By Henrik Ekelund
A recent article by Booz & Company explores a core challenge for all of us working hard to drive profitable growth in our business: the relative importance between strategy and execution. The conclusion of the article is that you need both a good strategy and good execution to be successful. Most of us knew that before reading the article, I think…
Let us see if we can go a bit deeper into the question; which is really the most important- strategy or execution?
The last research I saw specifically targeting this question is almost ten years old and was led by Ram Charan. His approach was interesting. He looked at hundreds of CEO’s who had been fired from public companies over a decade. This was his way of exploring the question: what is the biggest driver of failure – strategy or execution? The data showed that 67% of the fired CEO’s were terminated because of poor execution, often while having a good strategy.
It is easy to misinterpret the question if you see strategy and execution as separate. The classical text book view would be, first we analyze to decide the strategy, then we execute. Is this reality?
Consider IKEA. Very successful. Continuous profitable growth for 50 years and still going. Has created one of the ten wealthiest families on the planet. Seems to have a totally coherent strategy from market segments, offering logistics, products and so on. A beautiful strategy where each piece fits so well into the totality. The product of a perfect strategy development project!?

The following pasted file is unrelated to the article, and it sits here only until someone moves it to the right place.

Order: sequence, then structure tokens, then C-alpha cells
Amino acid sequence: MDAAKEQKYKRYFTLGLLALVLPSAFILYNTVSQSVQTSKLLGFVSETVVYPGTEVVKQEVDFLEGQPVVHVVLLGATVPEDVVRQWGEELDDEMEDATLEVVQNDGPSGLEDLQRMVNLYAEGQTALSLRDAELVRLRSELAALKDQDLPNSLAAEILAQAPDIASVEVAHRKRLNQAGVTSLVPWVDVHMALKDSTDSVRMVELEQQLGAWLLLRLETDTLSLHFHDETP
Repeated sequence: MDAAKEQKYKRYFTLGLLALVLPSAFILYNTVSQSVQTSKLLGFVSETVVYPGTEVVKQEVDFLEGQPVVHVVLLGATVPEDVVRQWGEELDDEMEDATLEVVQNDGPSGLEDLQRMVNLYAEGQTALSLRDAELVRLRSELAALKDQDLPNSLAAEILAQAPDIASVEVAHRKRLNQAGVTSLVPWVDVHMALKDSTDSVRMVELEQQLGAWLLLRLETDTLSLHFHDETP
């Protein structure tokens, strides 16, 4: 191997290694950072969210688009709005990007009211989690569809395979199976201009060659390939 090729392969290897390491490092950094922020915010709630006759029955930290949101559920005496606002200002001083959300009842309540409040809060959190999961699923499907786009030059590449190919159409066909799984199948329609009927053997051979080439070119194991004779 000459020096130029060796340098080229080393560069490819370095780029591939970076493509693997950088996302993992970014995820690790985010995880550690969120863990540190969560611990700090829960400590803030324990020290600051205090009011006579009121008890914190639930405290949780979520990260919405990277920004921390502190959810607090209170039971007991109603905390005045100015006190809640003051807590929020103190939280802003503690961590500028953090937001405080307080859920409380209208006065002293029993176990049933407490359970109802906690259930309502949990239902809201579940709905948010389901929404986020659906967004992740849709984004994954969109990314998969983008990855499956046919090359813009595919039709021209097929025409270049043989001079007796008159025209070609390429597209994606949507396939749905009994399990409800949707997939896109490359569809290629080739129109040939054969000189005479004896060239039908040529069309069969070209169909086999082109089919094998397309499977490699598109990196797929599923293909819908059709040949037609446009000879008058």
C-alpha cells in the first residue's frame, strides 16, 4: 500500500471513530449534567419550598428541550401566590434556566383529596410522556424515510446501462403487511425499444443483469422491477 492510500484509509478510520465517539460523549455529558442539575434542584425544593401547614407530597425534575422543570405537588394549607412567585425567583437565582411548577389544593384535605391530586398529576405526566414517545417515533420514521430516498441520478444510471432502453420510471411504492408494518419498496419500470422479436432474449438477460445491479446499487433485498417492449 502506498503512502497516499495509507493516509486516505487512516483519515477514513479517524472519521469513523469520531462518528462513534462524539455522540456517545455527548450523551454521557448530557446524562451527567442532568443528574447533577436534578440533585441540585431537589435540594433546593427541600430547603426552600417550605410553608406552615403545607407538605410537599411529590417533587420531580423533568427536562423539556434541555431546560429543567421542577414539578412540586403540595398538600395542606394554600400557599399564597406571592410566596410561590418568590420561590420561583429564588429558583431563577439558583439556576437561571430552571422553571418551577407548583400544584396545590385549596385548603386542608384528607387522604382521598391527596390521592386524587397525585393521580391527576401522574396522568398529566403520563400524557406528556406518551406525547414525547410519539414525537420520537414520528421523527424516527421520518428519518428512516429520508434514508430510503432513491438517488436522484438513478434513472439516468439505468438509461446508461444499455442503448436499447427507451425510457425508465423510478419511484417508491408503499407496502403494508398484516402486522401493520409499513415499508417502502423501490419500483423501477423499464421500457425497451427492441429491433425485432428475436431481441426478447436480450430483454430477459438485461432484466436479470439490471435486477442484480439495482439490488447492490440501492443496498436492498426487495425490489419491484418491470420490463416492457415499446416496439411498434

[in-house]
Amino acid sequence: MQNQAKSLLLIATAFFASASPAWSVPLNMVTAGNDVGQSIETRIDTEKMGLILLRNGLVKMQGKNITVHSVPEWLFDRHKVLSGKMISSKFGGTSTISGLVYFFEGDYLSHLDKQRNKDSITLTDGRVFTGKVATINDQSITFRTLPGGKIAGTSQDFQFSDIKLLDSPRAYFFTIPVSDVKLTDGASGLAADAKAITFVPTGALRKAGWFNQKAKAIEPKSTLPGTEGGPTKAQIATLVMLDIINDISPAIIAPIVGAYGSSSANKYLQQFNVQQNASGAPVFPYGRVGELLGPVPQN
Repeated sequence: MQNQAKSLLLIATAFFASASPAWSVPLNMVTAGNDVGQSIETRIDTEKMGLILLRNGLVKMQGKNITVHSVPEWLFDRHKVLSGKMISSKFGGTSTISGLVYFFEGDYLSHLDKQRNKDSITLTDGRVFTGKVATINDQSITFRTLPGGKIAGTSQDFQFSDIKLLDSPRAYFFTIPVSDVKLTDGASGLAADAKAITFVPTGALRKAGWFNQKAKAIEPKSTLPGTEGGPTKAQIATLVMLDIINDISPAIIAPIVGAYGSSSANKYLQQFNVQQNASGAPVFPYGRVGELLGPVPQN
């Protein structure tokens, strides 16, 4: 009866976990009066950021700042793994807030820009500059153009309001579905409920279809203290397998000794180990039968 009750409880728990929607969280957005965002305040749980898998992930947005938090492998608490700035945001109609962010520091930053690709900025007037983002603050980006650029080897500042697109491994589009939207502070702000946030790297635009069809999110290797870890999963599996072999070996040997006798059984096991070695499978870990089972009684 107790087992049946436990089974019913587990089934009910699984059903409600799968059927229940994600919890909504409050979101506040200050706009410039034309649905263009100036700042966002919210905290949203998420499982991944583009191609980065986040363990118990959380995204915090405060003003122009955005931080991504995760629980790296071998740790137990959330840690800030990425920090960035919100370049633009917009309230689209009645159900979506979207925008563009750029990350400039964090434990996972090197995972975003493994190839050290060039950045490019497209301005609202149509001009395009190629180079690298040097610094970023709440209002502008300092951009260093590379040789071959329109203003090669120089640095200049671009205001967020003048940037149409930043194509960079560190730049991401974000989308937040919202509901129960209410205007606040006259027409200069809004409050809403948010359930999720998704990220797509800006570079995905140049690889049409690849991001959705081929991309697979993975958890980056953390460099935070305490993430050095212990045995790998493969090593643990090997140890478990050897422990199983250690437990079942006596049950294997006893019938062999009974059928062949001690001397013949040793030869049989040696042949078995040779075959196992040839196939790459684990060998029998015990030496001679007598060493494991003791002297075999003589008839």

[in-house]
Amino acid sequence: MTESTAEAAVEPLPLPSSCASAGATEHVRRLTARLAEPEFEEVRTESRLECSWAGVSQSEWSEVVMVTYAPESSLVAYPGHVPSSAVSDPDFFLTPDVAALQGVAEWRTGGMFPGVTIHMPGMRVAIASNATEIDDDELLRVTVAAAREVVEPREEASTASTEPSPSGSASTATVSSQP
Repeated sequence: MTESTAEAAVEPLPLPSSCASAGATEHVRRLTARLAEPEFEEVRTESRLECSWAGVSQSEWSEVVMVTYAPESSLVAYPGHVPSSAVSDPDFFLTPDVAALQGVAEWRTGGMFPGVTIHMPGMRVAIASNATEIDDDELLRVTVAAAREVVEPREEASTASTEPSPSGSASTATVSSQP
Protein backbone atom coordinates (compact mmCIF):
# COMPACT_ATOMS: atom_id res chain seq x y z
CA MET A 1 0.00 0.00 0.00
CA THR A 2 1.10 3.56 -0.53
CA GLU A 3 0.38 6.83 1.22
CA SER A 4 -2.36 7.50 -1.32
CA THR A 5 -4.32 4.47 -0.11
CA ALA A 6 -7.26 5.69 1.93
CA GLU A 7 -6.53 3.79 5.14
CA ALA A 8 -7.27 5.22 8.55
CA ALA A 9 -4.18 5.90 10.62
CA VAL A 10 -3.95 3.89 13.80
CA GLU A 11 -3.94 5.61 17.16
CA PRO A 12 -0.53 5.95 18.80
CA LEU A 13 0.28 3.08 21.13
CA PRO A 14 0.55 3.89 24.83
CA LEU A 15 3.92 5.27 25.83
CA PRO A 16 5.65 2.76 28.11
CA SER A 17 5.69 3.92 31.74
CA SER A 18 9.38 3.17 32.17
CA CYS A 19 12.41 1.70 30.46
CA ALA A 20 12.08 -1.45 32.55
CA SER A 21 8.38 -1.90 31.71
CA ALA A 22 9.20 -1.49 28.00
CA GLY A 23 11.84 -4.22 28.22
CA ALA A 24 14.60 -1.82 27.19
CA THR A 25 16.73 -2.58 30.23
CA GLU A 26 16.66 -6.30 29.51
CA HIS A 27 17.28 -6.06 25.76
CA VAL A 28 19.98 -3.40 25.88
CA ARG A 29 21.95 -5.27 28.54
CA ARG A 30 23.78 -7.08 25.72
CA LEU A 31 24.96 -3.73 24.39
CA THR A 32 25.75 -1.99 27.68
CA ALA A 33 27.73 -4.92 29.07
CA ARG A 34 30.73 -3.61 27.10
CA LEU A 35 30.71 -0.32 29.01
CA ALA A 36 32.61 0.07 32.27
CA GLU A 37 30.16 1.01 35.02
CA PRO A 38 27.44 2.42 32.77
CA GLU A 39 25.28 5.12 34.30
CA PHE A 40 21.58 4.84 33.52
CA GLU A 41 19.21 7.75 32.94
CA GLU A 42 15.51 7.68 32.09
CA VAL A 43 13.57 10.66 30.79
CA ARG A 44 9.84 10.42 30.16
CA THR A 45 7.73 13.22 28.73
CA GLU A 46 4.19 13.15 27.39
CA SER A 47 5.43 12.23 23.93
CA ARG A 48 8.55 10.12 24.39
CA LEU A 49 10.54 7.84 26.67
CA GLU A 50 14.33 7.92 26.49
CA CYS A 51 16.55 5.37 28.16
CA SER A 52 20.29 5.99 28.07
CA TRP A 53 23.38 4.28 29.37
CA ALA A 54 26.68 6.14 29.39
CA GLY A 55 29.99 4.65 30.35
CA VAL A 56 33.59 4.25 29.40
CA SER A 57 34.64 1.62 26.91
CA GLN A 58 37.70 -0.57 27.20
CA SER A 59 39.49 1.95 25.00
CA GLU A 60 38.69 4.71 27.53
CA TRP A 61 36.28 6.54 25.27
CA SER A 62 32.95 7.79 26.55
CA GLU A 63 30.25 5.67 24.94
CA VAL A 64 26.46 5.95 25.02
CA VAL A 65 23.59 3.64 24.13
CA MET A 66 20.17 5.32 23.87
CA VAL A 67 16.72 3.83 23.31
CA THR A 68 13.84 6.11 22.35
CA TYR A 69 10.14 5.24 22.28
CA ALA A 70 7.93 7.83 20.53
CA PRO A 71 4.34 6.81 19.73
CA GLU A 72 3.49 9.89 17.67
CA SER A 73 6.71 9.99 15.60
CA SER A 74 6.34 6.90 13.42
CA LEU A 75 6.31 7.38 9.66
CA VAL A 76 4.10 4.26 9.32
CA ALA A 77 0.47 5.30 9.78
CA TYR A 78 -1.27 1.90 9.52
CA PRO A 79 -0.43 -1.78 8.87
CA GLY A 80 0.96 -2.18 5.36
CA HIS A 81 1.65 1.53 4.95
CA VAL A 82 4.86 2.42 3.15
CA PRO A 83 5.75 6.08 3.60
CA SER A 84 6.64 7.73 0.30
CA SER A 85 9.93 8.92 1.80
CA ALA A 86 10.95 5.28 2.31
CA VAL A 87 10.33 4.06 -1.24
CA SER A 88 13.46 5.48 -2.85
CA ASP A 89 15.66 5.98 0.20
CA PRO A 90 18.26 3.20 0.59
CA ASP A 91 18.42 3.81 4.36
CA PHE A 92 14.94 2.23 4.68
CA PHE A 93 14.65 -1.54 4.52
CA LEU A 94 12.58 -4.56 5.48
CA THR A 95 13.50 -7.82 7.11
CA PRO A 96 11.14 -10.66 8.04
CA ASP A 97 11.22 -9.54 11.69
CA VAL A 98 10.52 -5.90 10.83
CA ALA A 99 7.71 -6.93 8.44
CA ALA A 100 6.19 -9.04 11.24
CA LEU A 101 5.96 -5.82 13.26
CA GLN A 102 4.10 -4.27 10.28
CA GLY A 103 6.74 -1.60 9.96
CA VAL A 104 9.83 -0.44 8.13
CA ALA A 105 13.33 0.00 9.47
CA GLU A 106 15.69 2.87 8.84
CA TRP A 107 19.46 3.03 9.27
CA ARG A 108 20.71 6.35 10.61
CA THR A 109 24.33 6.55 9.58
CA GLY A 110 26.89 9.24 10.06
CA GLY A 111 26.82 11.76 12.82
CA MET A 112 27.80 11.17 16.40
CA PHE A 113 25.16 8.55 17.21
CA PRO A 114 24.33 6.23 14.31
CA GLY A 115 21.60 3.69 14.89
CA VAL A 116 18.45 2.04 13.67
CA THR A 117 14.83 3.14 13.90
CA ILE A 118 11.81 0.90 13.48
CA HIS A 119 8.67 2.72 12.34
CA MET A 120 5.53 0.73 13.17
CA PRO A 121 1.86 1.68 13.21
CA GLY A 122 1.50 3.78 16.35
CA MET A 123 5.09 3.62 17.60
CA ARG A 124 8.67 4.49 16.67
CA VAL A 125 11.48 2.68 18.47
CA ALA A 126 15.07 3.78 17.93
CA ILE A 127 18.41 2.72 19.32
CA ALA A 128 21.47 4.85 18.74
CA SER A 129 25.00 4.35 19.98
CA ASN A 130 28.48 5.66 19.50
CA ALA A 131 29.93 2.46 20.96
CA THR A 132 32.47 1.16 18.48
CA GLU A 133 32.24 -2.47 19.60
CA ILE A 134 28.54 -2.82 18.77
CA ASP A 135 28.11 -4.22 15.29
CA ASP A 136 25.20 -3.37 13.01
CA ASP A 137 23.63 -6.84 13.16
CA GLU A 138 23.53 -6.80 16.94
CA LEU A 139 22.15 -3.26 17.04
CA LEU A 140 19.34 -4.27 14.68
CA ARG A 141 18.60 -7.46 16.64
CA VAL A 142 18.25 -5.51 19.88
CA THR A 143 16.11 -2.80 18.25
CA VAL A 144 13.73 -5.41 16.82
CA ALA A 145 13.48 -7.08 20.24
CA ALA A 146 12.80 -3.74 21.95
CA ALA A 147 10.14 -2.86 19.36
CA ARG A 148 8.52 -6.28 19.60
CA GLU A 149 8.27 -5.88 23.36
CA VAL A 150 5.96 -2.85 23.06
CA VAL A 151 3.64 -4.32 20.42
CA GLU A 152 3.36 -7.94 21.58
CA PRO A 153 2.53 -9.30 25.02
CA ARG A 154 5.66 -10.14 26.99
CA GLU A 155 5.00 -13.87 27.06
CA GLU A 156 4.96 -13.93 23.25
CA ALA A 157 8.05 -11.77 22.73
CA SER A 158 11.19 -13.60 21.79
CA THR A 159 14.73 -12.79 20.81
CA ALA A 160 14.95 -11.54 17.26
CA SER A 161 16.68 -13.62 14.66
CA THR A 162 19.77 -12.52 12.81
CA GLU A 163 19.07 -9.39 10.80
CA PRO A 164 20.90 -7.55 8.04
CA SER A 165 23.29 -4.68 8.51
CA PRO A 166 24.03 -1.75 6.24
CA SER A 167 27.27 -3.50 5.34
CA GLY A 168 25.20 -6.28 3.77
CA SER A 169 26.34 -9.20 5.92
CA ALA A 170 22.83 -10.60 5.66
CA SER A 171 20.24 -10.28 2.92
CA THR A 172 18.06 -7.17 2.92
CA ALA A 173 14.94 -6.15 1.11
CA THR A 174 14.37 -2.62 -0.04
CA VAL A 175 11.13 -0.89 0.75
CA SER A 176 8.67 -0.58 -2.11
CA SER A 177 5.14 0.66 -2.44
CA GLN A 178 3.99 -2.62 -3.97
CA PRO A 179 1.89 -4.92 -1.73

No. Not at all. It is the product of a continuous trial and error, continuous testing and learning. And this is how most successful strategies are developed – we learn while executing and refine the strategy over time.
From my opinion – confirming the data Ram Charan found – the world will reward the great executors because the better you execute, the faster you will learn. And the faster you learn, the stronger your strategy will become.
So which is more important- strategy or execution? The short answer is that, in business, great executors will more often win over great strategic thinkers than the other way around. And if you ask 100 successful business executives or entrepreneurs why they won, a majority will answer great execution before great strategy.
About the Author: Henrik Ekelund is the President & CEO of BTS Group AB.